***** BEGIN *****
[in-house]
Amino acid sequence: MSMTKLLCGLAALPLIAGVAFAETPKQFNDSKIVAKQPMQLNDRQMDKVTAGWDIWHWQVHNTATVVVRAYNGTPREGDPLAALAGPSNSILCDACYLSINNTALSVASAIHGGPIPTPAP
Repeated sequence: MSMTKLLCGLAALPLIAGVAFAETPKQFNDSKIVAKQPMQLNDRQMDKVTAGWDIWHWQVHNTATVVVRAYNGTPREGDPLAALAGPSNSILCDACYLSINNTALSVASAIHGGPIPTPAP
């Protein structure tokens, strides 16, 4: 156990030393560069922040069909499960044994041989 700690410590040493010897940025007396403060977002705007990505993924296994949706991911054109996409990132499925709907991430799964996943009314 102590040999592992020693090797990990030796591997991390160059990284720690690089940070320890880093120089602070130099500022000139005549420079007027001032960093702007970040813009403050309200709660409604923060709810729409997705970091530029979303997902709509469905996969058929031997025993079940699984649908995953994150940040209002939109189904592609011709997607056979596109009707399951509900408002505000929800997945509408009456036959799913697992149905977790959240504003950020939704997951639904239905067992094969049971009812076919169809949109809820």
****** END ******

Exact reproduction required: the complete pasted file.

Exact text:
[in-house]
Amino acid sequence: MSMTKLLCGLAALPLIAGVAFAETPKQFNDSKIVAKQPMQLNDRQMDKVTAGWDIWHWQVHNTATVVVRAYNGTPREGDPLAALAGPSNSILCDACYLSINNTALSVASAIHGGPIPTPAP
Repeated sequence: MSMTKLLCGLAALPLIAGVAFAETPKQFNDSKIVAKQPMQLNDRQMDKVTAGWDIWHWQVHNTATVVVRAYNGTPREGDPLAALAGPSNSILCDACYLSINNTALSVASAIHGGPIPTPAP
């Protein structure tokens, strides 16, 4: 156990030393560069922040069909499960044994041989 700690410590040493010897940025007396403060977002705007990505993924296994949706991911054109996409990132499925709907991430799964996943009314 102590040999592992020693090797990990030796591997991390160059990284720690690089940070320890880093120089602070130099500022000139005549420079007027001032960093702007970040813009403050309200709660409604923060709810729409997705970091530029979303997902709509469905996969058929031997025993079940699984649908995953994150940040209002939109189904592609011709997607056979596109009707399951509900408002505000929800997945509408009456036959799913697992149905977790959240504003950020939704997951639904239905067992094969049971009812076919169809949109809820």